Natives of North America and one of the most
popular perennials, especially for cutting.
Coreopsis grandiflora has lance-shaped leaves and slender
branching stems two to three feet high, bearing
flowers two and a half inches across, broadly
winged, and bright yellow in colour. Perry’s
variety is a double form.
Coreopsis pubescens superba has an arresting crimson
central blotch to each flower.
Coreopsis lanceolata resembles a dwarf form of Coreopsis grandiflora.
Coreopsis verticillata has fine feathery foliage surmounted
by small yellow flowers.
There is an improved form with larger flowers
known as Coreopsis v. grandiflora; the height does not
exceed a foot. Coreopsis rosea, a foot high, bears pale
The Coreopsis is seen to best advantage towards
the front of herbaceous borders near to purple
or dark blue perennials of similar height.
Plant in spring in well-drained rich soil and
allow to become established. Of the easiest culture.
Propagation is by division or seed.
The flowering season is in late July and August.
Coreopsis Lanceolata – Tickseed.
Flowers yellow, July to September.
There has been a good deal of confusion between
the annual and perennial varieties of this family;
but now there seems to be a general agreement
to call the annuals Calliopsis
and leave the title Coreopsis to the perennials.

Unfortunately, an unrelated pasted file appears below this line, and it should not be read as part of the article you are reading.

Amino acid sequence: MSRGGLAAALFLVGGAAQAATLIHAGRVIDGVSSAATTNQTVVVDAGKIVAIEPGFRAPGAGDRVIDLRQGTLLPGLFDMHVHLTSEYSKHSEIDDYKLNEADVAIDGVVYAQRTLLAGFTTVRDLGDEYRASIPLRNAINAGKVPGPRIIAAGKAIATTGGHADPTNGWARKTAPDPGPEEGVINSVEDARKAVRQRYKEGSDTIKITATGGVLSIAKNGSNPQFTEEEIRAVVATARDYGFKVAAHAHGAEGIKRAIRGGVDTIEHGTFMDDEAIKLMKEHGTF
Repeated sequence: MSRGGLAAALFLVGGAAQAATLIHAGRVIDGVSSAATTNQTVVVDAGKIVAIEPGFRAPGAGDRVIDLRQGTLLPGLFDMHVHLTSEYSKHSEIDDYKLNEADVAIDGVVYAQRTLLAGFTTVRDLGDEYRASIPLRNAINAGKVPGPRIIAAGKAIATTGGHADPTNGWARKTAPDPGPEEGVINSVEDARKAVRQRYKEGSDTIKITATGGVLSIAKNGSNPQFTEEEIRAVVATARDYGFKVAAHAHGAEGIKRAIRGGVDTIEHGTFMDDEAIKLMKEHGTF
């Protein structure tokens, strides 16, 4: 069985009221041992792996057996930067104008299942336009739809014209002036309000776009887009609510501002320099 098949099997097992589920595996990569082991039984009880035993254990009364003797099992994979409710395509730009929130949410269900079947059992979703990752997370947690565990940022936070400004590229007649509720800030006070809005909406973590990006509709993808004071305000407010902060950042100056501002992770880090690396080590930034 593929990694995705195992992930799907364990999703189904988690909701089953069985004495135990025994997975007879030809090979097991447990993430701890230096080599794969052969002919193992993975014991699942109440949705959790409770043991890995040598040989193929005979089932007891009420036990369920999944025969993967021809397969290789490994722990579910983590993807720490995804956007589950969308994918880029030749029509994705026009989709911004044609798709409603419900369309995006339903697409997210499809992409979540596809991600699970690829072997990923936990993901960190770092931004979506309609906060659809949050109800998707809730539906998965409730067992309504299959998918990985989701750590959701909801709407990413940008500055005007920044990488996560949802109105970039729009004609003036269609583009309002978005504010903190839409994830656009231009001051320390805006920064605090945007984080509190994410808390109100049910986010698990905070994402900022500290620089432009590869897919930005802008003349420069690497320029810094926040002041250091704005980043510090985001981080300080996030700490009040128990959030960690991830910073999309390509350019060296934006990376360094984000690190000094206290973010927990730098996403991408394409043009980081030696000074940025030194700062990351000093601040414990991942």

Coreopsis lanceolata is an excellent plant for
herbaceous or mixed borders; if helped with an
inconspicuous stick and string it forms a fine
sheaf of bright green foliage, topped with single
flowers as large as a penny, with a fringed edge,
and a rich clear yellow in colour. There are improved
kinds, with larger flowers, such as Coreopsis
grandiflora, and Coreopsis lanceolata superba;
but sometimes these actually flower themselves
to death. Plant clumps or pieces of root in February
or March in good soil. The plants may remain in
one position for four or five years. They have
a way of drooping their leaves in hot weather
which suggests to the beginner something fatally
wrong with the root, but they recover promptly
at sundown, and if they are given water in really
droughty times, will flower none the worse for
their apparent ailment.
See also: tickseed